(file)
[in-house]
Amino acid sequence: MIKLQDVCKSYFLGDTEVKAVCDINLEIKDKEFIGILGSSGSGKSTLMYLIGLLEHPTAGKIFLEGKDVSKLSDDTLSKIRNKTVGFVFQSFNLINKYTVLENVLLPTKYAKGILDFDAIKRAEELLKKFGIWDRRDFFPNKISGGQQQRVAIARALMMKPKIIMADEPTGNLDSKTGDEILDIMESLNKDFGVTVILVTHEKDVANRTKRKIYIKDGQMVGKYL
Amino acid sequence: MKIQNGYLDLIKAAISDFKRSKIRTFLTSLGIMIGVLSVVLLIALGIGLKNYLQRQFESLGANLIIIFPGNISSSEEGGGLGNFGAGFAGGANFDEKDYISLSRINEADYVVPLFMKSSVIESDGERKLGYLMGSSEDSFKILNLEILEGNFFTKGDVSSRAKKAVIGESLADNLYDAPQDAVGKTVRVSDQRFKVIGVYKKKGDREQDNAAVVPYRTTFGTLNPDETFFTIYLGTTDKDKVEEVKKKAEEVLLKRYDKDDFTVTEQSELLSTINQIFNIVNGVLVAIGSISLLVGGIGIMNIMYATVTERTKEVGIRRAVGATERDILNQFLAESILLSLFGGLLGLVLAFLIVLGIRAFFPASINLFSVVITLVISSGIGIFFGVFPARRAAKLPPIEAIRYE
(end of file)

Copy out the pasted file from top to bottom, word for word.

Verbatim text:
[in-house]
Amino acid sequence: MIKLQDVCKSYFLGDTEVKAVCDINLEIKDKEFIGILGSSGSGKSTLMYLIGLLEHPTAGKIFLEGKDVSKLSDDTLSKIRNKTVGFVFQSFNLINKYTVLENVLLPTKYAKGILDFDAIKRAEELLKKFGIWDRRDFFPNKISGGQQQRVAIARALMMKPKIIMADEPTGNLDSKTGDEILDIMESLNKDFGVTVILVTHEKDVANRTKRKIYIKDGQMVGKYL
Amino acid sequence: MKIQNGYLDLIKAAISDFKRSKIRTFLTSLGIMIGVLSVVLLIALGIGLKNYLQRQFESLGANLIIIFPGNISSSEEGGGLGNFGAGFAGGANFDEKDYISLSRINEADYVVPLFMKSSVIESDGERKLGYLMGSSEDSFKILNLEILEGNFFTKGDVSSRAKKAVIGESLADNLYDAPQDAVGKTVRVSDQRFKVIGVYKKKGDREQDNAAVVPYRTTFGTLNPDETFFTIYLGTTDKDKVEEVKKKAEEVLLKRYDKDDFTVTEQSELLSTINQIFNIVNGVLVAIGSISLLVGGIGIMNIMYATVTERTKEVGIRRAVGATERDILNQFLAESILLSLFGGLLGLVLAFLIVLGIRAFFPASINLFSVVITLVISSGIGIFFGVFPARRAAKLPPIEAIRYE